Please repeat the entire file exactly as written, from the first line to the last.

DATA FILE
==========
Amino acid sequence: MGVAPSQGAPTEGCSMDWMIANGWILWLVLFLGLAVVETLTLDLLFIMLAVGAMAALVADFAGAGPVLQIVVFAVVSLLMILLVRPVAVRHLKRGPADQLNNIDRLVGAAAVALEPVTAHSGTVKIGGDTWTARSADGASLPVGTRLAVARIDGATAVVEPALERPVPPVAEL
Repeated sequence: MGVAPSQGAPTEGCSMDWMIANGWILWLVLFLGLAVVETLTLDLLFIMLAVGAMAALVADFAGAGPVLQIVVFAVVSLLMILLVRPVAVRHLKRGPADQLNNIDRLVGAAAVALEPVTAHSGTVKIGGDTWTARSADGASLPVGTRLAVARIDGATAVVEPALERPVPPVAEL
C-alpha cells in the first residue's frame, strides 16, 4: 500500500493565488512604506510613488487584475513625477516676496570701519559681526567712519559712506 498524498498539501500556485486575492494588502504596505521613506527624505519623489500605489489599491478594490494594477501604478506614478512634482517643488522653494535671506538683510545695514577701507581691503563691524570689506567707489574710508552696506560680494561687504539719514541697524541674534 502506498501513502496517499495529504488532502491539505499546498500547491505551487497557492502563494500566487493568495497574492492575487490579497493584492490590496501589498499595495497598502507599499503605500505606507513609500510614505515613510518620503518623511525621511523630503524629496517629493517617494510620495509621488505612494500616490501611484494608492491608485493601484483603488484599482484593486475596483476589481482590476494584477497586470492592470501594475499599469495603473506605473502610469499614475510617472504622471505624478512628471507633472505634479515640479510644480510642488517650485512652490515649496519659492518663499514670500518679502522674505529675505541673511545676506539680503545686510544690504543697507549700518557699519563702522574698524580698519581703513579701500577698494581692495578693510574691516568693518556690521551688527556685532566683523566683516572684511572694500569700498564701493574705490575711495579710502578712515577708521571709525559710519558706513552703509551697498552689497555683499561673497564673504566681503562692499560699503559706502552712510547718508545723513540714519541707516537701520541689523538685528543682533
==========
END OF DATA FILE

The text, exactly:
Amino acid sequence: MGVAPSQGAPTEGCSMDWMIANGWILWLVLFLGLAVVETLTLDLLFIMLAVGAMAALVADFAGAGPVLQIVVFAVVSLLMILLVRPVAVRHLKRGPADQLNNIDRLVGAAAVALEPVTAHSGTVKIGGDTWTARSADGASLPVGTRLAVARIDGATAVVEPALERPVPPVAEL
Repeated sequence: MGVAPSQGAPTEGCSMDWMIANGWILWLVLFLGLAVVETLTLDLLFIMLAVGAMAALVADFAGAGPVLQIVVFAVVSLLMILLVRPVAVRHLKRGPADQLNNIDRLVGAAAVALEPVTAHSGTVKIGGDTWTARSADGASLPVGTRLAVARIDGATAVVEPALERPVPPVAEL
C-alpha cells in the first residue's frame, strides 16, 4: 500500500493565488512604506510613488487584475513625477516676496570701519559681526567712519559712506 498524498498539501500556485486575492494588502504596505521613506527624505519623489500605489489599491478594490494594477501604478506614478512634482517643488522653494535671506538683510545695514577701507581691503563691524570689506567707489574710508552696506560680494561687504539719514541697524541674534 502506498501513502496517499495529504488532502491539505499546498500547491505551487497557492502563494500566487493568495497574492492575487490579497493584492490590496501589498499595495497598502507599499503605500505606507513609500510614505515613510518620503518623511525621511523630503524629496517629493517617494510620495509621488505612494500616490501611484494608492491608485493601484483603488484599482484593486475596483476589481482590476494584477497586470492592470501594475499599469495603473506605473502610469499614475510617472504622471505624478512628471507633472505634479515640479510644480510642488517650485512652490515649496519659492518663499514670500518679502522674505529675505541673511545676506539680503545686510544690504543697507549700518557699519563702522574698524580698519581703513579701500577698494581692495578693510574691516568693518556690521551688527556685532566683523566683516572684511572694500569700498564701493574705490575711495579710502578712515577708521571709525559710519558706513552703509551697498552689497555683499561673497564673504566681503562692499560699503559706502552712510547718508545723513540714519541707516537701520541689523538685528543682533